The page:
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Monday, May 24, 2010

Minorities have "fundamental right" to set up ed. institutions: SC

The Supreme Court has held that minorities have a "fundamental right" to establish educational institutions and the Government cannot put any unreasonable restrictions on it.

"It appears that the appellant is a religious minority. As a religious minority, it has a fundamental right to establish and administer educational institutions of its choice in view of the clear mandate of Article 30," the apex court said in a judgement.

According to Article 30, "All minorities, whether based on religion or language, shall have the right to establish and administer educational institutions, in the country." The Article further provides that the State shall not discriminate against such institutions even if they obtain aid from the Government.

The apex court passed the judgement while upholding an appeal filed by Cannanore District Muslim Educational Association challenging a Kerala High Court decision that the association had no statutory right to run a higher secondary course in the Sir Syed College run by it.

The College had sought permission for running the higher secondary course which was not granted to it by the Government as the rules at that time did not permit it.

Interpreting the Kerala Education Rules the High Court took the view that the minority institution had no statutory right to run the course, following which the association appealed in the apex court.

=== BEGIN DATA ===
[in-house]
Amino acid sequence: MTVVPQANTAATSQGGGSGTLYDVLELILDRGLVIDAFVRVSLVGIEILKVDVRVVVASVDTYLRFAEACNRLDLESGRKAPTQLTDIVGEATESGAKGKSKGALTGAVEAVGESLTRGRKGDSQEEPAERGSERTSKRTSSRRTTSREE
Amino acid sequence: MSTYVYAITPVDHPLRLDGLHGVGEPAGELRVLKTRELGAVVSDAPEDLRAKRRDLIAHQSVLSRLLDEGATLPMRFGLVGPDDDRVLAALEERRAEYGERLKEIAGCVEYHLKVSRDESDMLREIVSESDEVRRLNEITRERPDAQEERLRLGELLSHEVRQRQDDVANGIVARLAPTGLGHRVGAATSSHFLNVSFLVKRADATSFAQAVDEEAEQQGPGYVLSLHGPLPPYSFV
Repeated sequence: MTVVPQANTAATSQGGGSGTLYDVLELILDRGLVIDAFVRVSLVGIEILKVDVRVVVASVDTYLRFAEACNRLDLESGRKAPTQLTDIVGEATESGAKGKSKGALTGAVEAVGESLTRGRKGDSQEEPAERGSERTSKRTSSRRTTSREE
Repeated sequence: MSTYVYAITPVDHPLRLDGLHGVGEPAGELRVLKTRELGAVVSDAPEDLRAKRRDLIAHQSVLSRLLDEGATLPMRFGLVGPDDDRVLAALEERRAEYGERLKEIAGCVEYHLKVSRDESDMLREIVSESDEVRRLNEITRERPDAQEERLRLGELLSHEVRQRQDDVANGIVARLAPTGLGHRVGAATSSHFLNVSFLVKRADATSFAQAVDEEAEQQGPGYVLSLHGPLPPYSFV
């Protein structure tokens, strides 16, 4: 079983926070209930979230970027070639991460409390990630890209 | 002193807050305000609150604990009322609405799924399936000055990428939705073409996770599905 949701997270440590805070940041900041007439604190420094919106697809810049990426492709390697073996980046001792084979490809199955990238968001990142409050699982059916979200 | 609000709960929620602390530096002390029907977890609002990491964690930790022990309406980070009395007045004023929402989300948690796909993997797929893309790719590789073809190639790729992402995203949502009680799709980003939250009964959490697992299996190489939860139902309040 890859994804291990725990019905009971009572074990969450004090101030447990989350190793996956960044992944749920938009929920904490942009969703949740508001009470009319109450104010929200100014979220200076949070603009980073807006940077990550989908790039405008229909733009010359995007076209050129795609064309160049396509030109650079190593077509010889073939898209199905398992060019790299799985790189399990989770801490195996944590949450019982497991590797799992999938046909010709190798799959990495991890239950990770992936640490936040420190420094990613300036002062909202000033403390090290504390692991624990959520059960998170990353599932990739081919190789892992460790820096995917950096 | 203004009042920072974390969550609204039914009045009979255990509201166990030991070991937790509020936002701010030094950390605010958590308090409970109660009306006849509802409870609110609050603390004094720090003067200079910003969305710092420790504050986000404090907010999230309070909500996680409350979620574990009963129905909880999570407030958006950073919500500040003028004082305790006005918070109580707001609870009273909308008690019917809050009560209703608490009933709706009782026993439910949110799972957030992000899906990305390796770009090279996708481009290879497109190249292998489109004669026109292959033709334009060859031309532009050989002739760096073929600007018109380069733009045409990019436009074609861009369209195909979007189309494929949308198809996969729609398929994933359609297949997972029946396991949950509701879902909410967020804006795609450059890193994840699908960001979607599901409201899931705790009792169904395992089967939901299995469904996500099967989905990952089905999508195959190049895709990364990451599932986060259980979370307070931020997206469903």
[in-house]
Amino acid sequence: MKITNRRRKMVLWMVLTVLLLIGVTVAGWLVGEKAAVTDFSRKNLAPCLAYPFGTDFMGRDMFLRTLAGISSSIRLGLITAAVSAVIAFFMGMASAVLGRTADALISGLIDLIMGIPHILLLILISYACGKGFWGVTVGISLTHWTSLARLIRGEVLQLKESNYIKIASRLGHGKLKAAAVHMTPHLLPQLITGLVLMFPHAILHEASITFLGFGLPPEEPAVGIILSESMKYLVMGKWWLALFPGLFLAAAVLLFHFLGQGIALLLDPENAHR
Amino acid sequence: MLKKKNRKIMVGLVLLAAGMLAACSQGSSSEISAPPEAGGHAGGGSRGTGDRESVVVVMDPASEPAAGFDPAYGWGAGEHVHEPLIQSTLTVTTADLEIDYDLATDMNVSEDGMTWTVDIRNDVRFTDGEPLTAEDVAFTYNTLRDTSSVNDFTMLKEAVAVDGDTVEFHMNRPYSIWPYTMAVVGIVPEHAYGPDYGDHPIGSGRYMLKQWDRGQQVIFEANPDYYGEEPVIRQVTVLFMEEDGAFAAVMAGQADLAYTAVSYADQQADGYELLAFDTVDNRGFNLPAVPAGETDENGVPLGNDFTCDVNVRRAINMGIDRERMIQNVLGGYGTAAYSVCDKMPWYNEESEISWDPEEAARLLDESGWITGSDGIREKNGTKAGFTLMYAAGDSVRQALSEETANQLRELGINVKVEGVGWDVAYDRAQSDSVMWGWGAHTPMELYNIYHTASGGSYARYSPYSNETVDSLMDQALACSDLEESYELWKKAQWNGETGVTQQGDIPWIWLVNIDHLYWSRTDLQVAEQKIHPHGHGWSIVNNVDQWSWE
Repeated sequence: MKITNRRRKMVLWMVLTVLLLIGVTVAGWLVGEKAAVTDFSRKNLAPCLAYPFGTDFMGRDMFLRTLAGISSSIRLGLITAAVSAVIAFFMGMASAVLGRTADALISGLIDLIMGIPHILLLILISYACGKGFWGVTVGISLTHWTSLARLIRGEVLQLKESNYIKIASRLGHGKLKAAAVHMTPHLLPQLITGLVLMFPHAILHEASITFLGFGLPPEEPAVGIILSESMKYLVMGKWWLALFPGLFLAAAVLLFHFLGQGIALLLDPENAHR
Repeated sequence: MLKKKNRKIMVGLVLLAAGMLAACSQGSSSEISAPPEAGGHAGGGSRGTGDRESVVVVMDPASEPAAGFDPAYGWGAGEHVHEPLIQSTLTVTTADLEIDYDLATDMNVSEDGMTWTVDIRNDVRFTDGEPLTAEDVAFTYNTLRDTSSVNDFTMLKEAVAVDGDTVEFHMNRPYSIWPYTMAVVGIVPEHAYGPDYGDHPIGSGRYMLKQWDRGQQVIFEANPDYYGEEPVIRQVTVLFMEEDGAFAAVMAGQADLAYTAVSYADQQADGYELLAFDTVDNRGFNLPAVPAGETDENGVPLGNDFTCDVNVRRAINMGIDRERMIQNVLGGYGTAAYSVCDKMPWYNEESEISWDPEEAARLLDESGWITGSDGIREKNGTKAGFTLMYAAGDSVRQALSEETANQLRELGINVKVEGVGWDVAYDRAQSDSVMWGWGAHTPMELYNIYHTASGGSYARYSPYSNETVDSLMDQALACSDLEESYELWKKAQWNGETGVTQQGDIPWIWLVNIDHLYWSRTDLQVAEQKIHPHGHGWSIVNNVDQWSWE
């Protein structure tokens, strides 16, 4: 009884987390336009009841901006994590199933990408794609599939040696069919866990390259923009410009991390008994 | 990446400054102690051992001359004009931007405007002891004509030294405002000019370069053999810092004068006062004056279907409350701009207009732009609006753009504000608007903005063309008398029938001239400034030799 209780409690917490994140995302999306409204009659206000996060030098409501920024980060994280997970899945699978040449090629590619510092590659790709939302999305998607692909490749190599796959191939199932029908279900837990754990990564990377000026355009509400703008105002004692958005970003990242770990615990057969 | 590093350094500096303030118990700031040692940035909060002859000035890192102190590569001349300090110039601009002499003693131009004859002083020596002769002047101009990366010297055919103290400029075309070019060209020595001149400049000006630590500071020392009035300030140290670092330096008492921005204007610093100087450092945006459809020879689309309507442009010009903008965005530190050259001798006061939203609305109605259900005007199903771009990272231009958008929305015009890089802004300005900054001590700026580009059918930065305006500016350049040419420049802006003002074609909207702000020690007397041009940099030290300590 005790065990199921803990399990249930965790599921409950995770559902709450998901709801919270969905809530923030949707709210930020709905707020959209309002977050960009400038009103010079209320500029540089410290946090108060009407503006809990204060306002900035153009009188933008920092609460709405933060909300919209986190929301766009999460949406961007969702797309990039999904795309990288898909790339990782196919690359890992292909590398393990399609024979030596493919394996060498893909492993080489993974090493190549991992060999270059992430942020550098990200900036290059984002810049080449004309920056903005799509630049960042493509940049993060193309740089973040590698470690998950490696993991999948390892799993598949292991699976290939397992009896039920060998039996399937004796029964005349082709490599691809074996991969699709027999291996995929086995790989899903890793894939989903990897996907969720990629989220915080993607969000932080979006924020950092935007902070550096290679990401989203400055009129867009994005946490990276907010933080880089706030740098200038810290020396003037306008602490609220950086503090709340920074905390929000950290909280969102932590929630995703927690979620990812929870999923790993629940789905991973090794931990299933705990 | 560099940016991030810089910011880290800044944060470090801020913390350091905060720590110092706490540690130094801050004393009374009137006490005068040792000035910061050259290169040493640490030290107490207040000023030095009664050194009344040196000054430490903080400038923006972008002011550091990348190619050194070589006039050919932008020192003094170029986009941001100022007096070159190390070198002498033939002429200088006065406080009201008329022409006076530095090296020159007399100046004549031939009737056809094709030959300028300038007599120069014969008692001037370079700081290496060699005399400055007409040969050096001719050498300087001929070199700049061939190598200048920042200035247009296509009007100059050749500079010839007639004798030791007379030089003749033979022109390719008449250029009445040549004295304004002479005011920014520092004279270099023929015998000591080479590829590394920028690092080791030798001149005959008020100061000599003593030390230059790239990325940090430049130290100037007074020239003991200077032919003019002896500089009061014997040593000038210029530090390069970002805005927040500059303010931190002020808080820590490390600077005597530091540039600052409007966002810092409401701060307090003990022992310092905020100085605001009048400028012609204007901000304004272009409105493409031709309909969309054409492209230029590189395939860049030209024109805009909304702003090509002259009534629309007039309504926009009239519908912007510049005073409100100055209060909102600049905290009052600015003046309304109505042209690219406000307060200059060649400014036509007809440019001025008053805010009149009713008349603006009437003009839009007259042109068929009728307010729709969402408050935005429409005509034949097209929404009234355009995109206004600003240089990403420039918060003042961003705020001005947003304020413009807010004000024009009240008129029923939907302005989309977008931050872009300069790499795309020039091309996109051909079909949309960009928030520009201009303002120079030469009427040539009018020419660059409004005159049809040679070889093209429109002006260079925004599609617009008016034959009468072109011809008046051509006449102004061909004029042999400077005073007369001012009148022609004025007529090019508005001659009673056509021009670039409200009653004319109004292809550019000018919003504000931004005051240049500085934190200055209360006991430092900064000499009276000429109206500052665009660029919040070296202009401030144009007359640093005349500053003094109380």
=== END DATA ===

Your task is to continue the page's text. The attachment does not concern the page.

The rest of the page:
Upholding the appeal, the apex court said that apart from enjoying the Fundamental Right to run the institute, the Government had initially accepted the plea for sanction but could not accord the same since the matter was under litigation in the High Court.

"The facts of this case clearly show that appellant is entitled to get the sanction of holding higher secondary classes. In fact the Government committed itself to give the appellant the said facility.

"The government's said order could not be implemented in view of the court proceedings. Before the procedural wrangle in the court could be cleared, came the change of policy. So it cannot be denied that the appellant has a right or at least a legitimate expectation to get the permission to hold Higher Secondary classes.

"The appellant is a minority institution and its fundamental right as a religious minority institution under Article 30 also has to be kept in view," the apex court observed while quashing the High Court judgement.

Hence it directed the State to sanction Higher Secondary course in the appellant's institution from the next academic session with the rider that the institution must follow the statutory procedures for appointment of teachers.

Through the Lenses !

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